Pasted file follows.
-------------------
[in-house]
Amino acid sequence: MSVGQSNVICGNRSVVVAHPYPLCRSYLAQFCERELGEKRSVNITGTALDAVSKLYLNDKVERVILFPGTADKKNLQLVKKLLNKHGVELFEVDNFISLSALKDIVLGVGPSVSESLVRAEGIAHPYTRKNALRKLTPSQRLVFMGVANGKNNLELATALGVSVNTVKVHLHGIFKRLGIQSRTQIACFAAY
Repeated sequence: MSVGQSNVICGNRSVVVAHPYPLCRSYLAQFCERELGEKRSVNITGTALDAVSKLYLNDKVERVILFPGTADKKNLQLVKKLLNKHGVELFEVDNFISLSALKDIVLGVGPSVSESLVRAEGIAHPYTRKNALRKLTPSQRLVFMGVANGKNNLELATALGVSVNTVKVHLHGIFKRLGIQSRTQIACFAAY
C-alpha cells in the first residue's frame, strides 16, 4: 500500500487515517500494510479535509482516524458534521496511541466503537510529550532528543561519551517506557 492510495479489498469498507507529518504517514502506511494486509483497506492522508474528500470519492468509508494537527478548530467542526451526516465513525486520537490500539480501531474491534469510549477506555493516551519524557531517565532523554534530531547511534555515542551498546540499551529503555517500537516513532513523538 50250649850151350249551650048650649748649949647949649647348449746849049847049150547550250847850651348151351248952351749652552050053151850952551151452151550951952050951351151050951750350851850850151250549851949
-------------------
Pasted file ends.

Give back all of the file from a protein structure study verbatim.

[in-house]
Amino acid sequence: MSVGQSNVICGNRSVVVAHPYPLCRSYLAQFCERELGEKRSVNITGTALDAVSKLYLNDKVERVILFPGTADKKNLQLVKKLLNKHGVELFEVDNFISLSALKDIVLGVGPSVSESLVRAEGIAHPYTRKNALRKLTPSQRLVFMGVANGKNNLELATALGVSVNTVKVHLHGIFKRLGIQSRTQIACFAAY
Repeated sequence: MSVGQSNVICGNRSVVVAHPYPLCRSYLAQFCERELGEKRSVNITGTALDAVSKLYLNDKVERVILFPGTADKKNLQLVKKLLNKHGVELFEVDNFISLSALKDIVLGVGPSVSESLVRAEGIAHPYTRKNALRKLTPSQRLVFMGVANGKNNLELATALGVSVNTVKVHLHGIFKRLGIQSRTQIACFAAY
C-alpha cells in the first residue's frame, strides 16, 4: 500500500487515517500494510479535509482516524458534521496511541466503537510529550532528543561519551517506557 492510495479489498469498507507529518504517514502506511494486509483497506492522508474528500470519492468509508494537527478548530467542526451526516465513525486520537490500539480501531474491534469510549477506555493516551519524557531517565532523554534530531547511534555515542551498546540499551529503555517500537516513532513523538 50250649850151350249551650048650649748649949647949649647348449746849049847049150547550250847850651348151351248952351749652552050053151850952551151452151550951952050951351151050951750350851850850151250549851949